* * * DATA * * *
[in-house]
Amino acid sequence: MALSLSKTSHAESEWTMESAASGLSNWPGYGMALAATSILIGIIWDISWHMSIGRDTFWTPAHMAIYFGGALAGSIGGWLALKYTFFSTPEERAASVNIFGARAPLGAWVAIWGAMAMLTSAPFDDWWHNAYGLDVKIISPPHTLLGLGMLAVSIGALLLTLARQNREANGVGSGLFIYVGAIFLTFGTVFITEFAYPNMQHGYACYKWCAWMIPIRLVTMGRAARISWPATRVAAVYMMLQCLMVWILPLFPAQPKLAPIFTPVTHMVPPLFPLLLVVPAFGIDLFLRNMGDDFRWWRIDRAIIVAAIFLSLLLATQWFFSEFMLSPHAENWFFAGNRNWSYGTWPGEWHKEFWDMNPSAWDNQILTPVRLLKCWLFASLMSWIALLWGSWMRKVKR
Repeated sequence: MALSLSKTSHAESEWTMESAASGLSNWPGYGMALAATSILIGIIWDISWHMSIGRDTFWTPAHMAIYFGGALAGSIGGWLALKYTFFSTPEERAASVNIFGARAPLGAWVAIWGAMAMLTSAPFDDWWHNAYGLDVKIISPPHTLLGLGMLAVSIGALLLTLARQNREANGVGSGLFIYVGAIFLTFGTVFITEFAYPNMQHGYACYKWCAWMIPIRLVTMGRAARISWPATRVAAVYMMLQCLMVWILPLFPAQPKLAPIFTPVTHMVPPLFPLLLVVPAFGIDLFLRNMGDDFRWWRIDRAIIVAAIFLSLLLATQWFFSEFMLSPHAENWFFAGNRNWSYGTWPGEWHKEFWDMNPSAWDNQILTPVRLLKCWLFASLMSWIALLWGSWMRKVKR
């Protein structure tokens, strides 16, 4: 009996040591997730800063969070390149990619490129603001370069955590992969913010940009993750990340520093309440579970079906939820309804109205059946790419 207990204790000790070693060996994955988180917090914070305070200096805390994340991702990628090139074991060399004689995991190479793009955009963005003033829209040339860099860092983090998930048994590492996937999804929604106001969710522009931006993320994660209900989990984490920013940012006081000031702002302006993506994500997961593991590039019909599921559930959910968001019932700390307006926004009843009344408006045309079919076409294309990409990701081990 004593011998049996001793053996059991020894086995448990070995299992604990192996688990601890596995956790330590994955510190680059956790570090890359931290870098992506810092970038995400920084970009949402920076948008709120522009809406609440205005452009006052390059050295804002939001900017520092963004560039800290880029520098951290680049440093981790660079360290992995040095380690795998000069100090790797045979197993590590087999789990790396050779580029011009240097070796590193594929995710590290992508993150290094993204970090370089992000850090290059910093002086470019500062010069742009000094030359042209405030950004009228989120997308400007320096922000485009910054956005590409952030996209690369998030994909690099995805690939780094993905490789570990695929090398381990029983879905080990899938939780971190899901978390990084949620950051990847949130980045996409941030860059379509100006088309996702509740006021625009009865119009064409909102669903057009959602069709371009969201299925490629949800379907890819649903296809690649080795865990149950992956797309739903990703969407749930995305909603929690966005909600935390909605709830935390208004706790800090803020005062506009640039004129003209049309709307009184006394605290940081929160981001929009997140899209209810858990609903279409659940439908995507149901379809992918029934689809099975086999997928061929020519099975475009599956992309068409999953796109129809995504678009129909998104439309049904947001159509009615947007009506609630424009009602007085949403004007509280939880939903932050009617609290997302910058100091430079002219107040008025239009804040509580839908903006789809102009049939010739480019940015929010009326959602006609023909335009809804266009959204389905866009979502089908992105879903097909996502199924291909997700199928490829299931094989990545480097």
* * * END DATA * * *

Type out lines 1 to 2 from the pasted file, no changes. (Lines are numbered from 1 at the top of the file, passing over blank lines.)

[in-house]
Amino acid sequence: MALSLSKTSHAESEWTMESAASGLSNWPGYGMALAATSILIGIIWDISWHMSIGRDTFWTPAHMAIYFGGALAGSIGGWLALKYTFFSTPEERAASVNIFGARAPLGAWVAIWGAMAMLTSAPFDDWWHNAYGLDVKIISPPHTLLGLGMLAVSIGALLLTLARQNREANGVGSGLFIYVGAIFLTFGTVFITEFAYPNMQHGYACYKWCAWMIPIRLVTMGRAARISWPATRVAAVYMMLQCLMVWILPLFPAQPKLAPIFTPVTHMVPPLFPLLLVVPAFGIDLFLRNMGDDFRWWRIDRAIIVAAIFLSLLLATQWFFSEFMLSPHAENWFFAGNRNWSYGTWPGEWHKEFWDMNPSAWDNQILTPVRLLKCWLFASLMSWIALLWGSWMRKVKR